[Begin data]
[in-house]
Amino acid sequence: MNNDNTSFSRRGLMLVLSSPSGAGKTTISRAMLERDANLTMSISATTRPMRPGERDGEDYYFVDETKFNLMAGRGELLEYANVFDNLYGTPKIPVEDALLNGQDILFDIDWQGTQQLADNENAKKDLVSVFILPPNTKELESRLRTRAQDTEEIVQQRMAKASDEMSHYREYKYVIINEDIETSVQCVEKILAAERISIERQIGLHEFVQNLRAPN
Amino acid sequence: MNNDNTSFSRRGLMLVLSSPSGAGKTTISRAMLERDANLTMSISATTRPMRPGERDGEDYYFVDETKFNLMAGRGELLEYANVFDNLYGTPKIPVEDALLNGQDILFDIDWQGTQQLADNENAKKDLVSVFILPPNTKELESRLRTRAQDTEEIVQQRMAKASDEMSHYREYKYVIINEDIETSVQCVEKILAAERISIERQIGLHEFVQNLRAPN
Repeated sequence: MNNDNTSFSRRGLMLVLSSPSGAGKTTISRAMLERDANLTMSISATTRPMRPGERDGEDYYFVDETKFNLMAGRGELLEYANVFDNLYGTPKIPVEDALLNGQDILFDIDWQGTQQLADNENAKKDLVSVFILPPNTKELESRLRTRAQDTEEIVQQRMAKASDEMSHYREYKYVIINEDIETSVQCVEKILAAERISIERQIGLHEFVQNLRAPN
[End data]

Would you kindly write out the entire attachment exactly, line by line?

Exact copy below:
[in-house]
Amino acid sequence: MNNDNTSFSRRGLMLVLSSPSGAGKTTISRAMLERDANLTMSISATTRPMRPGERDGEDYYFVDETKFNLMAGRGELLEYANVFDNLYGTPKIPVEDALLNGQDILFDIDWQGTQQLADNENAKKDLVSVFILPPNTKELESRLRTRAQDTEEIVQQRMAKASDEMSHYREYKYVIINEDIETSVQCVEKILAAERISIERQIGLHEFVQNLRAPN
Amino acid sequence: MNNDNTSFSRRGLMLVLSSPSGAGKTTISRAMLERDANLTMSISATTRPMRPGERDGEDYYFVDETKFNLMAGRGELLEYANVFDNLYGTPKIPVEDALLNGQDILFDIDWQGTQQLADNENAKKDLVSVFILPPNTKELESRLRTRAQDTEEIVQQRMAKASDEMSHYREYKYVIINEDIETSVQCVEKILAAERISIERQIGLHEFVQNLRAPN
Repeated sequence: MNNDNTSFSRRGLMLVLSSPSGAGKTTISRAMLERDANLTMSISATTRPMRPGERDGEDYYFVDETKFNLMAGRGELLEYANVFDNLYGTPKIPVEDALLNGQDILFDIDWQGTQQLADNENAKKDLVSVFILPPNTKELESRLRTRAQDTEEIVQQRMAKASDEMSHYREYKYVIINEDIETSVQCVEKILAAERISIERQIGLHEFVQNLRAPN